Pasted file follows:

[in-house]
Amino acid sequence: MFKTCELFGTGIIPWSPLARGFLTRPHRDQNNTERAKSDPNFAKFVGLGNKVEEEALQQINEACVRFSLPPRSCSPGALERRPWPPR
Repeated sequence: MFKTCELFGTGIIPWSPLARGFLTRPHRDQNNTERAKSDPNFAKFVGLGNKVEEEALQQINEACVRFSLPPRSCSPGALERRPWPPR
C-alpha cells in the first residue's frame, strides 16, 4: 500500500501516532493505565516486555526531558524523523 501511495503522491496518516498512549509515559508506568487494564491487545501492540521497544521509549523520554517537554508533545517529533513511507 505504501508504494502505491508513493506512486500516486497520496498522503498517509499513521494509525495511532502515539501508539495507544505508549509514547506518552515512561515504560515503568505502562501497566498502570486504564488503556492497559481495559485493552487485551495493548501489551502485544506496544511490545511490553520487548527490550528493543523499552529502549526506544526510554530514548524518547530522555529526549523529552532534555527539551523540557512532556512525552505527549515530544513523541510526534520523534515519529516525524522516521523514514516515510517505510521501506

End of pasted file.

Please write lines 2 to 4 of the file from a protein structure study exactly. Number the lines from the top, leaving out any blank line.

Amino acid sequence: MFKTCELFGTGIIPWSPLARGFLTRPHRDQNNTERAKSDPNFAKFVGLGNKVEEEALQQINEACVRFSLPPRSCSPGALERRPWPPR
Repeated sequence: MFKTCELFGTGIIPWSPLARGFLTRPHRDQNNTERAKSDPNFAKFVGLGNKVEEEALQQINEACVRFSLPPRSCSPGALERRPWPPR
C-alpha cells in the first residue's frame, strides 16, 4: 500500500501516532493505565516486555526531558524523523 501511495503522491496518516498512549509515559508506568487494564491487545501492540521497544521509549523520554517537554508533545517529533513511507 505504501508504494502505491508513493506512486500516486497520496498522503498517509499513521494509525495511532502515539501508539495507544505508549509514547506518552515512561515504560515503568505502562501497566498502570486504564488503556492497559481495559485493552487485551495493548501489551502485544506496544511490545511490553520487548527490550528493543523499552529502549526506544526510554530514548524518547530522555529526549523529552532534555527539551523540557512532556512525552505527549515530544513523541510526534520523534515519529516525524522516521523514514516515510517505510521501506